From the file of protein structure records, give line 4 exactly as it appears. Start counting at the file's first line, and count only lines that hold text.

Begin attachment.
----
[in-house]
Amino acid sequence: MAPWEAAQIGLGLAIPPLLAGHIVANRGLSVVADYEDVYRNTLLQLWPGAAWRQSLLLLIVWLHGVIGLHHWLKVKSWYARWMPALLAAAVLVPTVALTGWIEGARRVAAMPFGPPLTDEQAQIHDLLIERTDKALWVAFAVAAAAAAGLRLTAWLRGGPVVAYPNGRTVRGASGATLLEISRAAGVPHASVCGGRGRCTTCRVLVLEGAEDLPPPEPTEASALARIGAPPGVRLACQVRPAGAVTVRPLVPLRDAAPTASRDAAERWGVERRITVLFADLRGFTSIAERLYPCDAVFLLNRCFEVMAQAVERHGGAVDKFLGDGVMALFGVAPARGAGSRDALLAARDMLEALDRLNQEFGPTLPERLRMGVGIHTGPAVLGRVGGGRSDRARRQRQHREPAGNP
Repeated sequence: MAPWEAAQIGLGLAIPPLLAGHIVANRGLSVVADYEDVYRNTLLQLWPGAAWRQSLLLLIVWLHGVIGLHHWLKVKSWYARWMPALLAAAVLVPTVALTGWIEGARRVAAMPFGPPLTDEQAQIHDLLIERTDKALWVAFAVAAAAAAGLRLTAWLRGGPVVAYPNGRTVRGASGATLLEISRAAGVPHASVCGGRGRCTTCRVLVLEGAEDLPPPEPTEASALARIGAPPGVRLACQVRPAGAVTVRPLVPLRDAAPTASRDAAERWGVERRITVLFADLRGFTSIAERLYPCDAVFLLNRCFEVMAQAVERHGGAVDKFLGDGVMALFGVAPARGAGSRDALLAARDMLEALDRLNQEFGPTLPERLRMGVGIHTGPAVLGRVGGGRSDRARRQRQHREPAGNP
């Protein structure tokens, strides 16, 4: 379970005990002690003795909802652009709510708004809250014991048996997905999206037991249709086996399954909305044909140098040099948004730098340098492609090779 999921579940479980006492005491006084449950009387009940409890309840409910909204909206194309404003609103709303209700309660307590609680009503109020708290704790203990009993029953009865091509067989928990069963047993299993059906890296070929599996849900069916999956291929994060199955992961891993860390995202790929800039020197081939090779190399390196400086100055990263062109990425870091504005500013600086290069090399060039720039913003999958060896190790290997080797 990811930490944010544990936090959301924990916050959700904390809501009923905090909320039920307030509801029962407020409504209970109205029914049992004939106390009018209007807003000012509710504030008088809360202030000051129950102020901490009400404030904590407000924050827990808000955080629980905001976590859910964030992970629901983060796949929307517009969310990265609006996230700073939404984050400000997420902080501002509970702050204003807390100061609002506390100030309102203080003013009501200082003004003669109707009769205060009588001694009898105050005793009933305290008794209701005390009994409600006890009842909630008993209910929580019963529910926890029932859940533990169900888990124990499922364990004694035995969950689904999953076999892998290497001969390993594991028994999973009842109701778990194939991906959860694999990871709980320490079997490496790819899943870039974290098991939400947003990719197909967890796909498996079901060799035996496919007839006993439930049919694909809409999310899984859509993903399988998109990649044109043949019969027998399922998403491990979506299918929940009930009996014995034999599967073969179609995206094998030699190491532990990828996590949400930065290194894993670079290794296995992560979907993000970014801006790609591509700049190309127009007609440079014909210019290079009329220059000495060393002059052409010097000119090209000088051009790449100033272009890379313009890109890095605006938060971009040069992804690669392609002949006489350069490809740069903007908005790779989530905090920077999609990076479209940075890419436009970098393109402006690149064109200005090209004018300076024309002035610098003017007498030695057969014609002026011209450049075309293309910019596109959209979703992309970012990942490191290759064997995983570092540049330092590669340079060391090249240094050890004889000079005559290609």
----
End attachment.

């Protein structure tokens, strides 16, 4: 379970005990002690003795909802652009709510708004809250014991048996997905999206037991249709086996399954909305044909140098040099948004730098340098492609090779 999921579940479980006492005491006084449950009387009940409890309840409910909204909206194309404003609103709303209700309660307590609680009503109020708290704790203990009993029953009865091509067989928990069963047993299993059906890296070929599996849900069916999956291929994060199955992961891993860390995202790929800039020197081939090779190399390196400086100055990263062109990425870091504005500013600086290069090399060039720039913003999958060896190790290997080797 990811930490944010544990936090959301924990916050959700904390809501009923905090909320039920307030509801029962407020409504209970109205029914049992004939106390009018209007807003000012509710504030008088809360202030000051129950102020901490009400404030904590407000924050827990808000955080629980905001976590859910964030992970629901983060796949929307517009969310990265609006996230700073939404984050400000997420902080501002509970702050204003807390100061609002506390100030309102203080003013009501200082003004003669109707009769205060009588001694009898105050005793009933305290008794209701005390009994409600006890009842909630008993209910929580019963529910926890029932859940533990169900888990124990499922364990004694035995969950689904999953076999892998290497001969390993594991028994999973009842109701778990194939991906959860694999990871709980320490079997490496790819899943870039974290098991939400947003990719197909967890796909498996079901060799035996496919007839006993439930049919694909809409999310899984859509993903399988998109990649044109043949019969027998399922998403491990979506299918929940009930009996014995034999599967073969179609995206094998030699190491532990990828996590949400930065290194894993670079290794296995992560979907993000970014801006790609591509700049190309127009007609440079014909210019290079009329220059000495060393002059052409010097000119090209000088051009790449100033272009890379313009890109890095605006938060971009040069992804690669392609002949006489350069490809740069903007908005790779989530905090920077999609990076479209940075890419436009970098393109402006690149064109200005090209004018300076024309002035610098003017007498030695057969014609002026011209450049075309293309910019596109959209979703992309970012990942490191290759064997995983570092540049330092590669340079060391090249240094050890004889000079005559290609």